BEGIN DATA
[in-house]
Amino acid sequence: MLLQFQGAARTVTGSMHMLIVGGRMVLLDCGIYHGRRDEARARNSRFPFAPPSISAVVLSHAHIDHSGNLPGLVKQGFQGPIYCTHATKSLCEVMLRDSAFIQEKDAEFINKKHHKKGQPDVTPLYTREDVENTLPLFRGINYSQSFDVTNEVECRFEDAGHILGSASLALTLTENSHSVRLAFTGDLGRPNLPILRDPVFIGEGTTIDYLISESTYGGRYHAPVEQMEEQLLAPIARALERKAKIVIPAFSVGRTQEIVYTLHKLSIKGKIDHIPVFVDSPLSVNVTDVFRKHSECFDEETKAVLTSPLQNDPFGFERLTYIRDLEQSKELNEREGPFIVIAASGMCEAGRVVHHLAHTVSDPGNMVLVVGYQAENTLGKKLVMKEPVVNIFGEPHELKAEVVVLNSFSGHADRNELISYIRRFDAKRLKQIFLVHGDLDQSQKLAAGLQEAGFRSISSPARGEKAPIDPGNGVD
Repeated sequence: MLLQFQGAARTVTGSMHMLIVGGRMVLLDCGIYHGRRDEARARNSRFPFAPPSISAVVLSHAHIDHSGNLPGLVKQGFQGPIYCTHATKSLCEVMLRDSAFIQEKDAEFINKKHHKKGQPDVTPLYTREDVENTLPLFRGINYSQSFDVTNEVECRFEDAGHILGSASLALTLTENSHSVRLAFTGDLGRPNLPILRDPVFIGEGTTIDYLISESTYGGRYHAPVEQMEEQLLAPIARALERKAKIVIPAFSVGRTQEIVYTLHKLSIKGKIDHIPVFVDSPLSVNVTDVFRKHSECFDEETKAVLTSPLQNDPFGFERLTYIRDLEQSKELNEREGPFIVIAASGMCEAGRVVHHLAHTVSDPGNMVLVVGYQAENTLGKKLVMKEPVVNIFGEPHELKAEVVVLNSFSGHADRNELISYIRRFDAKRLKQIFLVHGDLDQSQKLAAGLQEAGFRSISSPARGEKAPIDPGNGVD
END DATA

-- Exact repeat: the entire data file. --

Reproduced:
[in-house]
Amino acid sequence: MLLQFQGAARTVTGSMHMLIVGGRMVLLDCGIYHGRRDEARARNSRFPFAPPSISAVVLSHAHIDHSGNLPGLVKQGFQGPIYCTHATKSLCEVMLRDSAFIQEKDAEFINKKHHKKGQPDVTPLYTREDVENTLPLFRGINYSQSFDVTNEVECRFEDAGHILGSASLALTLTENSHSVRLAFTGDLGRPNLPILRDPVFIGEGTTIDYLISESTYGGRYHAPVEQMEEQLLAPIARALERKAKIVIPAFSVGRTQEIVYTLHKLSIKGKIDHIPVFVDSPLSVNVTDVFRKHSECFDEETKAVLTSPLQNDPFGFERLTYIRDLEQSKELNEREGPFIVIAASGMCEAGRVVHHLAHTVSDPGNMVLVVGYQAENTLGKKLVMKEPVVNIFGEPHELKAEVVVLNSFSGHADRNELISYIRRFDAKRLKQIFLVHGDLDQSQKLAAGLQEAGFRSISSPARGEKAPIDPGNGVD
Repeated sequence: MLLQFQGAARTVTGSMHMLIVGGRMVLLDCGIYHGRRDEARARNSRFPFAPPSISAVVLSHAHIDHSGNLPGLVKQGFQGPIYCTHATKSLCEVMLRDSAFIQEKDAEFINKKHHKKGQPDVTPLYTREDVENTLPLFRGINYSQSFDVTNEVECRFEDAGHILGSASLALTLTENSHSVRLAFTGDLGRPNLPILRDPVFIGEGTTIDYLISESTYGGRYHAPVEQMEEQLLAPIARALERKAKIVIPAFSVGRTQEIVYTLHKLSIKGKIDHIPVFVDSPLSVNVTDVFRKHSECFDEETKAVLTSPLQNDPFGFERLTYIRDLEQSKELNEREGPFIVIAASGMCEAGRVVHHLAHTVSDPGNMVLVVGYQAENTLGKKLVMKEPVVNIFGEPHELKAEVVVLNSFSGHADRNELISYIRRFDAKRLKQIFLVHGDLDQSQKLAAGLQEAGFRSISSPARGEKAPIDPGNGVD